Meaning of BATH in English


I. bath 1 S2 W3 /bɑːθ $ bæθ/ BrE AmE noun ( plural baths /bɑːðz, bɑːθs $ bæðz, bæθs/) [countable]

[ Language: Old English ; Origin: bæth ]

1 . if you take a bath, you wash your body in a bath:

After a week of camping, I really needed a bath.

have a bath British English take a bath American English :

I’ll have a bath and go to bed.

How often do you take a bath?

I’ll give the children their bath (=wash them in a bath) .

2 . British English a large long container that you fill with water and sit or lie in to wash yourself SYN bathtub American English

3 . water that you sit or lie in to wash yourself:

a hot bath

She ran a bath (=put water into a bath) .

4 . a bathroom, used especially in advertising:

All our luxury bedrooms have a private bath.

5 . a container full of liquid in which something is placed for a particular purpose

bath of

Plunge the fabric into a bath of black dye.

6 . baths [plural]

a) British English old-fashioned a public building in which there is a swimming pool

b) a public building where people could go in the past to wash themselves:

the Roman baths at Cirencester

7 . take a bath American English informal to lose money, especially in a business deal:

We took a bath in the market over that stock.

⇨ ↑ birdbath , ↑ bubble bath , ⇨ throw the baby out with the bath water at ↑ throw 1 (37)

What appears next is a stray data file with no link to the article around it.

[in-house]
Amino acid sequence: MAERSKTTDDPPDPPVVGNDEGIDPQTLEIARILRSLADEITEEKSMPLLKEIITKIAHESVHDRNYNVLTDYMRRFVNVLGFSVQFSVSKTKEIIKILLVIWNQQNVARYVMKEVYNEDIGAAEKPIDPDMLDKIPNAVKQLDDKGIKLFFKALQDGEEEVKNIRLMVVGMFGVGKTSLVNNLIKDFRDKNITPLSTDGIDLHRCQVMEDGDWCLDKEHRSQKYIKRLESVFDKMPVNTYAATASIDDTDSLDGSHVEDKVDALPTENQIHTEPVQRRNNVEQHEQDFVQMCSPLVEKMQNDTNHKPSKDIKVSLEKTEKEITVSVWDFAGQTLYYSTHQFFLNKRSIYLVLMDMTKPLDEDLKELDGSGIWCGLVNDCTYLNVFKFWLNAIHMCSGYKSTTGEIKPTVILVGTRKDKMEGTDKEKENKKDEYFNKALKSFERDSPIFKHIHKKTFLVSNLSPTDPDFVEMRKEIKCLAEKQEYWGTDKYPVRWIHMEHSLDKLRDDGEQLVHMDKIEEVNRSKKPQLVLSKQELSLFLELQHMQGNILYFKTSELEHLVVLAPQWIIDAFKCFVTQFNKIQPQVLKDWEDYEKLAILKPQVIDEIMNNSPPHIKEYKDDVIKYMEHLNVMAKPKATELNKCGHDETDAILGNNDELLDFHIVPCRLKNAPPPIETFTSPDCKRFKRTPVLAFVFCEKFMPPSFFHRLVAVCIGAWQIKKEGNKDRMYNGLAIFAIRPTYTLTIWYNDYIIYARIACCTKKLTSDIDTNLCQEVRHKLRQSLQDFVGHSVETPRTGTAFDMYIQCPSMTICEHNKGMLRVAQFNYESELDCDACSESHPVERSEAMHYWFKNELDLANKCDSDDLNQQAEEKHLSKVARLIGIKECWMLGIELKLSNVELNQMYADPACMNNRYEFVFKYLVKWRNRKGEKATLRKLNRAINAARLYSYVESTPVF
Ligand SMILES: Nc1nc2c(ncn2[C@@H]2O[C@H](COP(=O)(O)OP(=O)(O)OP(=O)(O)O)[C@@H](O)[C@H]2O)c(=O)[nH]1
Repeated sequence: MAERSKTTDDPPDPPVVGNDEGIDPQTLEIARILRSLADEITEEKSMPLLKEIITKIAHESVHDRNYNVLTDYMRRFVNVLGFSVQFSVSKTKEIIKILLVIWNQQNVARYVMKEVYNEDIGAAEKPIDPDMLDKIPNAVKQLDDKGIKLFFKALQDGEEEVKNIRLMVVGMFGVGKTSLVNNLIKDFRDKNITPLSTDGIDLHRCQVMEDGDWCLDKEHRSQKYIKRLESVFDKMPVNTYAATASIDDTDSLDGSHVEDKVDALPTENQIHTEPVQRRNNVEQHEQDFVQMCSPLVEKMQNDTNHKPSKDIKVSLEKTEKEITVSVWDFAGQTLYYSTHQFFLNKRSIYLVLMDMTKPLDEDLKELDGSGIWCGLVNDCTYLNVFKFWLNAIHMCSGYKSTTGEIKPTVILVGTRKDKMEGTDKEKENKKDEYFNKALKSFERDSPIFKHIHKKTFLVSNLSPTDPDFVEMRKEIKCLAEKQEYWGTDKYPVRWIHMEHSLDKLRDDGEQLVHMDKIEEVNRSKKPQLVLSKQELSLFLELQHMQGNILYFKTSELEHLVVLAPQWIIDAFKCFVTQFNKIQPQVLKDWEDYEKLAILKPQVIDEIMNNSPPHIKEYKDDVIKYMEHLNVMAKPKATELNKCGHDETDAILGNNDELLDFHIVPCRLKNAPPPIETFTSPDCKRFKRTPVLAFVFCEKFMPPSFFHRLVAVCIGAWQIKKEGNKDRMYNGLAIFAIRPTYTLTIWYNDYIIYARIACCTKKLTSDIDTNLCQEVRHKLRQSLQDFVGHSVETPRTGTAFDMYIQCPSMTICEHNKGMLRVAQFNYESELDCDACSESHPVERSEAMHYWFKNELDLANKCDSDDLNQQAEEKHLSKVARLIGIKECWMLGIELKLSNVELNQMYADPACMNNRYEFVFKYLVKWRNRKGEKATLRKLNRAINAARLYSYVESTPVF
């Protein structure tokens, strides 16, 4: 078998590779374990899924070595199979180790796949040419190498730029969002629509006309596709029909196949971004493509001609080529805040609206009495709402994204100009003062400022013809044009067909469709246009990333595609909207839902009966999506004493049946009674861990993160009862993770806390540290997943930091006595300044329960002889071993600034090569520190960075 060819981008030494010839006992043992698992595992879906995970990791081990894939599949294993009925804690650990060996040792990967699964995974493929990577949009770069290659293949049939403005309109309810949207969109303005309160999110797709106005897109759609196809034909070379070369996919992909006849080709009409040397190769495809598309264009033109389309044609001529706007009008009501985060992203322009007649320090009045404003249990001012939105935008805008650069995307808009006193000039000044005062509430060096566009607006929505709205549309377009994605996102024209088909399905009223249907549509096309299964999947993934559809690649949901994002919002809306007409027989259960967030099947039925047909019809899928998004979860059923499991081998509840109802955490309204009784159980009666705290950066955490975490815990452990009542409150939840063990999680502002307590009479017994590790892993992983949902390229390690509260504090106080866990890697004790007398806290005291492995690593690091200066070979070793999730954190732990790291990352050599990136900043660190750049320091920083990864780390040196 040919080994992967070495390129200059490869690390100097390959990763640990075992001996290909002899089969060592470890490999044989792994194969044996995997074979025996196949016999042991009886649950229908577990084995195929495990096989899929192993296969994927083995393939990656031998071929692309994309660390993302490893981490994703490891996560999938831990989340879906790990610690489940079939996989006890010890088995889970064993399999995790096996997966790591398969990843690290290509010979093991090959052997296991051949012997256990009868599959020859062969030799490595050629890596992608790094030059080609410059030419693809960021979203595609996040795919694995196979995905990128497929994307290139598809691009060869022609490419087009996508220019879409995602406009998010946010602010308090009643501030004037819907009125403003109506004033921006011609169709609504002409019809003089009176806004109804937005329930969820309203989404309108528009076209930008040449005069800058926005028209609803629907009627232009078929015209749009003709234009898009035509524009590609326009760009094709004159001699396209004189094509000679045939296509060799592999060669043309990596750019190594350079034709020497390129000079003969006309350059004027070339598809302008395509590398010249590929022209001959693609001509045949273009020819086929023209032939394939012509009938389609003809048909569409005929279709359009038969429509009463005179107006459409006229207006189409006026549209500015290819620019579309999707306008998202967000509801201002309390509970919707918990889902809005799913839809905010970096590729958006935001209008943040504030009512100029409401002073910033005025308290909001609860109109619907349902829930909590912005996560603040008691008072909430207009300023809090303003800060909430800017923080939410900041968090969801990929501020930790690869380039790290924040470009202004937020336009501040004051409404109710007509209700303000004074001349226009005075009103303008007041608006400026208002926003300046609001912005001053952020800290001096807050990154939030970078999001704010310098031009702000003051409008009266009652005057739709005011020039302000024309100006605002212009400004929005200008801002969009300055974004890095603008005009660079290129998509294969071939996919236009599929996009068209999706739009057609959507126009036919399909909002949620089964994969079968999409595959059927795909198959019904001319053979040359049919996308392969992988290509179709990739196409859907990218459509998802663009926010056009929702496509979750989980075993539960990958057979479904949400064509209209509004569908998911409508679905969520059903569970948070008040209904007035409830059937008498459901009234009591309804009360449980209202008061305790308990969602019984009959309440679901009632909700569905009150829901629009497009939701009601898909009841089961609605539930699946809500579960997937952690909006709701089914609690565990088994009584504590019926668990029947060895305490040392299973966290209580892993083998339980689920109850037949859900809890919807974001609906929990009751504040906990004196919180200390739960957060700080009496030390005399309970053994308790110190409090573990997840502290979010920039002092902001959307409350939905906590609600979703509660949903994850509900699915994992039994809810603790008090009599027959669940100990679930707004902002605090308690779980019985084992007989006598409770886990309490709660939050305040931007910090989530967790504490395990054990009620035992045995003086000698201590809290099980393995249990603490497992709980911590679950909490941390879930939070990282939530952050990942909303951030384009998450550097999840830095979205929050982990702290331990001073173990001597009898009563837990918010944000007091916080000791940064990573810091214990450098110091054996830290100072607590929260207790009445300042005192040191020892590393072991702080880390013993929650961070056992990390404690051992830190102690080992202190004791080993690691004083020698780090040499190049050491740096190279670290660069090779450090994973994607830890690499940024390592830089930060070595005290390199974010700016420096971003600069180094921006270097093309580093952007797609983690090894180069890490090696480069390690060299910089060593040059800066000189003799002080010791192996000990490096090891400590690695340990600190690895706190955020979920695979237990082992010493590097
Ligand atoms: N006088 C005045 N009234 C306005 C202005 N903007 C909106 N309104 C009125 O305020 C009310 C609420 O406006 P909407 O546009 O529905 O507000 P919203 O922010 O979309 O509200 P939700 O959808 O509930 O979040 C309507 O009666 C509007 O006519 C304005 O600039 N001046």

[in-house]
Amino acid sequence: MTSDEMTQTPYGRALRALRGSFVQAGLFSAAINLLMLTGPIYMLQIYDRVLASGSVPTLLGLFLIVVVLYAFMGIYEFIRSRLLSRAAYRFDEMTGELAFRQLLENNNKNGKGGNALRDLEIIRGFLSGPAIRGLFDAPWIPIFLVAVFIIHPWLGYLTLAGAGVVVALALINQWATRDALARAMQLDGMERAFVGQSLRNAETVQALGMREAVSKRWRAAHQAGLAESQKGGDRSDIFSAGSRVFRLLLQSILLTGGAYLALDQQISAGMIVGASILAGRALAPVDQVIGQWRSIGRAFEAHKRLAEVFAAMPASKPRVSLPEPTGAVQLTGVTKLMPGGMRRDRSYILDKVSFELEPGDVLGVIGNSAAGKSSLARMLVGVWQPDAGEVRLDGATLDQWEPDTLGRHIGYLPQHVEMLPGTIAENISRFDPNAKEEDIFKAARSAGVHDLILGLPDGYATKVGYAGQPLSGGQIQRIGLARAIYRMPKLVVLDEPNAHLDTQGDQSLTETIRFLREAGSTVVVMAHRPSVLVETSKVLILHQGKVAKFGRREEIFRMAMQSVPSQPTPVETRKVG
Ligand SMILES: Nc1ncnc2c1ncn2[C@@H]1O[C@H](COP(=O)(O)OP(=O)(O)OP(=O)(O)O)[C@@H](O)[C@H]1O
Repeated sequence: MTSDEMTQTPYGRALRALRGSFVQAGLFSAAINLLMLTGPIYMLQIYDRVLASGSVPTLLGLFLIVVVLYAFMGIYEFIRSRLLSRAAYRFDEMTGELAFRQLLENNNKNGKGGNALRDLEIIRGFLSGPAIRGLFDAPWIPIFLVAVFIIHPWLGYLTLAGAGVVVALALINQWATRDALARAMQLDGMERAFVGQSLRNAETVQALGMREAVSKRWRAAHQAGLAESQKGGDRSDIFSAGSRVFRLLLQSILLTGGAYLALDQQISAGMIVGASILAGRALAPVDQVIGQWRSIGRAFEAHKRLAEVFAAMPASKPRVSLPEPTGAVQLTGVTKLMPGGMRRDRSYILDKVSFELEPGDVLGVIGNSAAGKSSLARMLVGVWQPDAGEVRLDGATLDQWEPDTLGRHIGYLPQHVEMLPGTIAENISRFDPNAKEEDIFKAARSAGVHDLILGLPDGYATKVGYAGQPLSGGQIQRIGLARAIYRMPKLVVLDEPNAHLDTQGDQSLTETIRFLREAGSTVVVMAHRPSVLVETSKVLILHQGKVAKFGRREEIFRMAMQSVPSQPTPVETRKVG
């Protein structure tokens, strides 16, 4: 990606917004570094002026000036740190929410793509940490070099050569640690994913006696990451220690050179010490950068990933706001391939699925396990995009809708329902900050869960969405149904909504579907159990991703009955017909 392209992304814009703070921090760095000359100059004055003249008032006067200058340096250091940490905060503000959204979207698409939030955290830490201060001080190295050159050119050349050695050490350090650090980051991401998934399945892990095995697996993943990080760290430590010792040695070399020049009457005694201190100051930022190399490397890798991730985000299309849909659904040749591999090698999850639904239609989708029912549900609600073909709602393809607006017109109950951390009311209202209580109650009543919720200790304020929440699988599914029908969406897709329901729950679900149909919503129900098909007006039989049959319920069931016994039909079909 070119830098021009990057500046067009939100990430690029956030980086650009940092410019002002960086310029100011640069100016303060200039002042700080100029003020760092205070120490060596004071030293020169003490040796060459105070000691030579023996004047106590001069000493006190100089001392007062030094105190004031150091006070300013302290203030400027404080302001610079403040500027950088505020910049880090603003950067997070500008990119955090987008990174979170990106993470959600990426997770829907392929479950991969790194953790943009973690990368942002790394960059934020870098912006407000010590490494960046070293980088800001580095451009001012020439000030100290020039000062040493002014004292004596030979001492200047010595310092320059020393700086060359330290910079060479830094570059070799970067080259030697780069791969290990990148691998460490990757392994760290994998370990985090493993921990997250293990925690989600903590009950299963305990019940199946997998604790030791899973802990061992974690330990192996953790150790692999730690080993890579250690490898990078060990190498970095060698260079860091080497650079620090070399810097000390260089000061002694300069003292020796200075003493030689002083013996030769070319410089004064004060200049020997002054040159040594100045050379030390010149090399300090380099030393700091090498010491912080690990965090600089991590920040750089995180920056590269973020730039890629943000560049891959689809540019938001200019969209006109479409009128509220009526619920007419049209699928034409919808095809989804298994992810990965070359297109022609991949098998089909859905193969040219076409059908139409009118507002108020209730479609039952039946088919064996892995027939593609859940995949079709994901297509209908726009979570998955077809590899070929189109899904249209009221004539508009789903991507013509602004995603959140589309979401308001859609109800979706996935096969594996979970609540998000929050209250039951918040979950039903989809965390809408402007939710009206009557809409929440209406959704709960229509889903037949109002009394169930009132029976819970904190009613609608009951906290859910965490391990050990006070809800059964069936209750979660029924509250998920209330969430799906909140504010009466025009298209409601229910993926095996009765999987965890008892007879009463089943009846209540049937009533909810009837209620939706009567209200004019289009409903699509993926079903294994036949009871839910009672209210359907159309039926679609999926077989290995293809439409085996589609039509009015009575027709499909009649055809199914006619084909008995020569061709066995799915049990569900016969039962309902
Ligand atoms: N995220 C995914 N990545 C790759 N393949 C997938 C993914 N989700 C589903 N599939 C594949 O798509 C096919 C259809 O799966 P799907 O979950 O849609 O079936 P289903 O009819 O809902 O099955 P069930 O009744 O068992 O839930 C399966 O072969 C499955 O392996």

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■ verbs

▪ have a bath especially British English , take a bath especially American English

She usually has a bath in the evening.

▪ give somebody a bath

He's upstairs giving the baby a bath.

▪ get in/into/out of the bath

I had to get out of the bath to answer the phone.


▪ a quick bath

It's easier to take a shower than a quick bath.

▪ a long bath

A long hot bath is a great way of relaxing.

▪ a hot/warm/cool bath

Why don't you have a nice warm bath?

▪ a bubble bath (=with nice-smelling bubbles in it)

She likes to destress by taking a bubble bath.

■ bath + NOUN

▪ bath time (=the time when someone, usually a child, has a bath)

Come on, Lucy, it's bath time.

▪ bath taps British English

The water coming out of the bath taps was freezing cold.

▪ a bath towel

She handed him a soft white bath towel.

▪ a bath mat (=small rug on the floor by the bath)

The bath mat was soaking wet.

▪ bath water

The bath water is getting cold.

▪ bath salts/crystals (=a substance that you put in a bath to make it smell nice)

She bought me some lavender bath salts.

▪ bath toy (=for a child to play with in the bath)

Bath toys are great for babies who've just learned to sit.

II. bath 2 BrE AmE verb British English

1 . [transitive] to wash someone in a bath SYN bathe American English :

I’ll bath the children.

2 . [intransitive] old-fashioned to wash yourself in a bath SYN bathe American English

Longman Dictionary of Contemporary English.      Longman - Словарь современного английского языка.